4
$\begingroup$

A box contains 7 identical white balls and 5 identical black balls. They are to be drawn randomly, one at a time without replacement, until the box is empty. Find the probability that the 6th ball drawn is white, while before that exactly 3 black balls are drawn.

I thought the problem this way:

There are $\dfrac{12!}{7!5!}=792$ ways to order the balls in general. Then, if we fix black,black,black,white we have eight other balls to place in the other bins, which is $\dfrac{8!}{6!2!}=28$. Therefore the probability is $\dfrac{28}{792}=\dfrac{7}{198}$. But the book says the answer is $\dfrac{25}{132}$, why tho!?

$\endgroup$
1
  • 3
    $\begingroup$ I think you are wrong in assuming that the third, fourth and fifth balls drawn have to be black. I take the question to mean that precisely three of the first five balls drawn must be black. $\endgroup$ – Moriarty Feb 15 '18 at 22:51
16
$\begingroup$

First, we need the probability that among the first five balls, excactly three were black (and therefore two were white). This is a standard hypergeometric probability exercise, and the answer is $$ \frac{\binom53\binom72}{\binom{12}5} = \frac{35}{132} $$ Then, the probability that after this, the sixth ball is white. At this point there are seven balls left, and five of them are white. So the probability of drawing one of them as the seventh ball is $$ \frac{5}{7} $$ Now just multiply these two probabilities together, and you get your $\frac{25}{132}$.

$\endgroup$
5
$\begingroup$

The probability that, in the first five balls, exactly three are black, is $$\frac{\binom{5}{3}\binom{7}{2}}{\binom{12}{5}} = \frac{35}{132}$$ since there are $\binom{5}{3}$ ways of drawing the black balls, $\binom{7}{2}$ ways of drawing the white balls, and $\binom{12}{5}$ ways of drawing five balls without restriction.

After those five are drawn, there are five white and two black balls left, so the probability that the sixth ball is white is $\frac{5}{7}$. Multiplying those together gives $\frac{25}{132}$.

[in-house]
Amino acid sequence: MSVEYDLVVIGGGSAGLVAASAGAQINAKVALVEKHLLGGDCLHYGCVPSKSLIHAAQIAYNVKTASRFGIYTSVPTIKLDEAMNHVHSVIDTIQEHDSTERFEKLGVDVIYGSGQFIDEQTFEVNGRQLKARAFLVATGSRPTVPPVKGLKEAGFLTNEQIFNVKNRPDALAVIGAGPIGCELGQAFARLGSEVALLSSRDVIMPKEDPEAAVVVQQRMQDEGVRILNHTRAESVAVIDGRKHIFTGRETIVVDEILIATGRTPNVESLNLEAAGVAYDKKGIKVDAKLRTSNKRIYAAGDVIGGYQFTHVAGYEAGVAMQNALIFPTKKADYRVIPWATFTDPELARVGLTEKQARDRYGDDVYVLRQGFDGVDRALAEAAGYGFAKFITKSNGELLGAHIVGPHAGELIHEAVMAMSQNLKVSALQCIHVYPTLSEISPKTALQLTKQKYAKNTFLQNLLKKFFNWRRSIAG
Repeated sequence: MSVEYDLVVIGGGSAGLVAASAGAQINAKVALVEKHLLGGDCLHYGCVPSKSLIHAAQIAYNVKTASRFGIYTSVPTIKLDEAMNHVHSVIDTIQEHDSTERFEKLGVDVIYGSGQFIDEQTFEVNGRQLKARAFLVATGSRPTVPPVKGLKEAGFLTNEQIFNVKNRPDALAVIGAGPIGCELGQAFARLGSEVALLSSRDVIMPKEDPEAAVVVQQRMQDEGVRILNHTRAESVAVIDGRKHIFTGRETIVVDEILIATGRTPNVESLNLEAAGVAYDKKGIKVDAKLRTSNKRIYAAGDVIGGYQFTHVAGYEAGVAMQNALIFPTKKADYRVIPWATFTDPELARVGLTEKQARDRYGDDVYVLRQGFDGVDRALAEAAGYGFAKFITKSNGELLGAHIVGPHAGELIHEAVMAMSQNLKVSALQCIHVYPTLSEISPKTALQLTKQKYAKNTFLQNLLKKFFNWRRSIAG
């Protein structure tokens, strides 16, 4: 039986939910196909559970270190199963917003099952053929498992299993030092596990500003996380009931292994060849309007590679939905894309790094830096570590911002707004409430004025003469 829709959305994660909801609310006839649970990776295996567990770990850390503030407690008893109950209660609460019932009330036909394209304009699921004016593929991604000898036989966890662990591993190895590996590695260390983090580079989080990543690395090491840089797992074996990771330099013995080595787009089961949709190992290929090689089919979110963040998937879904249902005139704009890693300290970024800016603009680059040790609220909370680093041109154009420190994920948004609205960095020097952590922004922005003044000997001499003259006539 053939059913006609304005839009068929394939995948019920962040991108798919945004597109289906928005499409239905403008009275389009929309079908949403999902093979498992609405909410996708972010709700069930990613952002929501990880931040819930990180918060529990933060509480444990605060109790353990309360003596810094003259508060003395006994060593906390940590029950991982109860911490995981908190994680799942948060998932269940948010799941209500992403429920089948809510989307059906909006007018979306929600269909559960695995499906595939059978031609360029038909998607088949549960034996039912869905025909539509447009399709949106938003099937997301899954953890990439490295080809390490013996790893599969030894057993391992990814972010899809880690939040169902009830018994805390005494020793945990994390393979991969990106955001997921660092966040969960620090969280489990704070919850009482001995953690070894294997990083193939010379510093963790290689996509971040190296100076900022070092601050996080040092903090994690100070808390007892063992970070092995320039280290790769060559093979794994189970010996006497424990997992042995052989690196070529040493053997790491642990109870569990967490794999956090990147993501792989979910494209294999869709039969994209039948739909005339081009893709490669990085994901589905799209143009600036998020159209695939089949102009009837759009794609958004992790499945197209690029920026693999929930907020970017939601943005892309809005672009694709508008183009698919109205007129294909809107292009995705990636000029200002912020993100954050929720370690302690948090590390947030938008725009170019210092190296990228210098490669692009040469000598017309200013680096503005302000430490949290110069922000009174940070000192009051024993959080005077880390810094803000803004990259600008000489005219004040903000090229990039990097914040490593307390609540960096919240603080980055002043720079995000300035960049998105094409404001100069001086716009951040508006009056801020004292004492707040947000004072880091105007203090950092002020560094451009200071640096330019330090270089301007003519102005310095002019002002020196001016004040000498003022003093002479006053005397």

$\endgroup$
2
  • $\begingroup$ Something still doesn't make sense to me... wouldn't $\binom{5}{3}\binom{7}{2}$ be counting black,black,black,white,white and ignoring all the other possible bbbww permutations? $\endgroup$ – the_dummy Feb 16 '18 at 2:26
  • $\begingroup$ @the_dummy It does and should: both the numerator and denominator are a number of combinations, not permutations. Including permutations in the numerator but not in the denominator will give an incorrect answer. You can work with permutations if you want, but you'll have to use them consistently. $\endgroup$ – hvd Feb 16 '18 at 7:04
4
$\begingroup$

Alternatively: The outcomes are: $$BBBWWW, BBWBWW, BBWWBW, BWBBWW, BWBWBW, \\ BWWBBW, WBBBWW, WBBWBW, WBWBBW, WWBBBW.$$ Hence the probability is: $$10\cdot \frac{5\cdot 4\cdot 3\cdot 7\cdot 6\cdot 5}{12\cdot 11\cdot 10\cdot 9\cdot 8\cdot 7}=\frac{25}{132}.$$

$\endgroup$
4
$\begingroup$

As posed:

No combinatorics necessary, it's an obfuscation.

Because exactly three black balls (and therefor two white) were drawn first, when you go to draw the sixth ball there must be 2 black and 5 white remaining.

Thus, the probability of drawing white is simply 5/7.

...but as @jpmc26 points out, the question probably means to ask, "what is the probability of drawing three blacks and two whites, and then drawing a white."

$\endgroup$
5
  • $\begingroup$ This ignore the probability of drawing exactly 3 black balls before it. $\endgroup$ – jpmc26 Feb 16 '18 at 3:15
  • 1
    $\begingroup$ @jpmc26 I read the probability of drawing exactly three black balls before it as 1. Do you think it's looking for white given three black, or white and three black? $\endgroup$ – fectin Feb 16 '18 at 3:17
  • 1
    $\begingroup$ The book's answer seems to imply the latter, and it seems unlikely that the problem statement would bother including irrelevant information. I agree the problem statement is somewhat ambiguous. $\endgroup$ – jpmc26 Feb 16 '18 at 3:20
  • 1
    $\begingroup$ @jpmc26 good point. I did wonder why everyone was trying to solve this the hard way... $\endgroup$ – fectin Feb 16 '18 at 3:22
  • $\begingroup$ I had the same interpretation, that it was asking for the probability of drawing white on the 6th draw given that exactly 3 previous draws were black. I assumed the point of the exercise was to recognize that the other information was irrelevant. Spotting the relevant information in probability calculations is an important skill, after all, and I've seen many problems where irrelevant information was intentionally given. $\endgroup$ – Paul Sinclair Feb 16 '18 at 14:04

Your Answer

By clicking “Post Your Answer”, you agree to our terms of service, privacy policy and cookie policy

Not the answer you're looking for? Browse other questions tagged or ask your own question.